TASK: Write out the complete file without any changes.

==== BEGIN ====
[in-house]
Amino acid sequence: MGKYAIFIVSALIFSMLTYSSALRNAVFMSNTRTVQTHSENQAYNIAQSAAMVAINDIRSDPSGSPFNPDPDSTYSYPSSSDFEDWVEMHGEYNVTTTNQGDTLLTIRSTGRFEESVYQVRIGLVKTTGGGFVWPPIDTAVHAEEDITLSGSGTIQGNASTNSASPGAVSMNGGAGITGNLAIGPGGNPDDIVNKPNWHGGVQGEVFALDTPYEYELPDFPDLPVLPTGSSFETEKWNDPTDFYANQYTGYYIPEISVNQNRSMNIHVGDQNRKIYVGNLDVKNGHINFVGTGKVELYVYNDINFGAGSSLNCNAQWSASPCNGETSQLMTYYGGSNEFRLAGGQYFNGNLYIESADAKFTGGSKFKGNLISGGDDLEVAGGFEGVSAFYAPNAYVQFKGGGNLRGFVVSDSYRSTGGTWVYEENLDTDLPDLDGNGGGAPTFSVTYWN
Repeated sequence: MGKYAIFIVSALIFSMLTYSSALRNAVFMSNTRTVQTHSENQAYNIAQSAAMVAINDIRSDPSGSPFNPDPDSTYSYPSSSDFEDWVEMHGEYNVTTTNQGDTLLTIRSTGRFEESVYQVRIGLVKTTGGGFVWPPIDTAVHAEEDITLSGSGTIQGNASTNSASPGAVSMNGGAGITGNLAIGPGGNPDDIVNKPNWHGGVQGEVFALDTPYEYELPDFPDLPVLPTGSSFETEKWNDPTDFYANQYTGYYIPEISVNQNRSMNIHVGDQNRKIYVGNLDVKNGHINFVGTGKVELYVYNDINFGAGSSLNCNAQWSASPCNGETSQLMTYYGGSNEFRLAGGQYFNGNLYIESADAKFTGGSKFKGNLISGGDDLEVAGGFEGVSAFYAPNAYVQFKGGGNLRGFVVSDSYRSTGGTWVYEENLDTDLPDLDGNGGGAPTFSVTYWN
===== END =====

[in-house]
Amino acid sequence: MGKYAIFIVSALIFSMLTYSSALRNAVFMSNTRTVQTHSENQAYNIAQSAAMVAINDIRSDPSGSPFNPDPDSTYSYPSSSDFEDWVEMHGEYNVTTTNQGDTLLTIRSTGRFEESVYQVRIGLVKTTGGGFVWPPIDTAVHAEEDITLSGSGTIQGNASTNSASPGAVSMNGGAGITGNLAIGPGGNPDDIVNKPNWHGGVQGEVFALDTPYEYELPDFPDLPVLPTGSSFETEKWNDPTDFYANQYTGYYIPEISVNQNRSMNIHVGDQNRKIYVGNLDVKNGHINFVGTGKVELYVYNDINFGAGSSLNCNAQWSASPCNGETSQLMTYYGGSNEFRLAGGQYFNGNLYIESADAKFTGGSKFKGNLISGGDDLEVAGGFEGVSAFYAPNAYVQFKGGGNLRGFVVSDSYRSTGGTWVYEENLDTDLPDLDGNGGGAPTFSVTYWN
Repeated sequence: MGKYAIFIVSALIFSMLTYSSALRNAVFMSNTRTVQTHSENQAYNIAQSAAMVAINDIRSDPSGSPFNPDPDSTYSYPSSSDFEDWVEMHGEYNVTTTNQGDTLLTIRSTGRFEESVYQVRIGLVKTTGGGFVWPPIDTAVHAEEDITLSGSGTIQGNASTNSASPGAVSMNGGAGITGNLAIGPGGNPDDIVNKPNWHGGVQGEVFALDTPYEYELPDFPDLPVLPTGSSFETEKWNDPTDFYANQYTGYYIPEISVNQNRSMNIHVGDQNRKIYVGNLDVKNGHINFVGTGKVELYVYNDINFGAGSSLNCNAQWSASPCNGETSQLMTYYGGSNEFRLAGGQYFNGNLYIESADAKFTGGSKFKGNLISGGDDLEVAGGFEGVSAFYAPNAYVQFKGGGNLRGFVVSDSYRSTGGTWVYEENLDTDLPDLDGNGGGAPTFSVTYWN